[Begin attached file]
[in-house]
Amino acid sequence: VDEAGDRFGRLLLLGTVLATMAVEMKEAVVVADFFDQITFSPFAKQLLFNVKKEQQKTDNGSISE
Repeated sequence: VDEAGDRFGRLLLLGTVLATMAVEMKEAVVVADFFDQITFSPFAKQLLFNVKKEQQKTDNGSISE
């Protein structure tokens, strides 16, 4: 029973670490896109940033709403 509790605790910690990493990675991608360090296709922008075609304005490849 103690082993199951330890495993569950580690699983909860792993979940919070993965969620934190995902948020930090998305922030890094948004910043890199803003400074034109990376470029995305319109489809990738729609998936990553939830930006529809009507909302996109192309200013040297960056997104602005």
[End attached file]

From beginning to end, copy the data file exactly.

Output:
[in-house]
Amino acid sequence: VDEAGDRFGRLLLLGTVLATMAVEMKEAVVVADFFDQITFSPFAKQLLFNVKKEQQKTDNGSISE
Repeated sequence: VDEAGDRFGRLLLLGTVLATMAVEMKEAVVVADFFDQITFSPFAKQLLFNVKKEQQKTDNGSISE
């Protein structure tokens, strides 16, 4: 029973670490896109940033709403 509790605790910690990493990675991608360090296709922008075609304005490849 103690082993199951330890495993569950580690699983909860792993979940919070993965969620934190995902948020930090998305922030890094948004910043890199803003400074034109990376470029995305319109489809990738729609998936990553939830930006529809009507909302996109192309200013040297960056997104602005």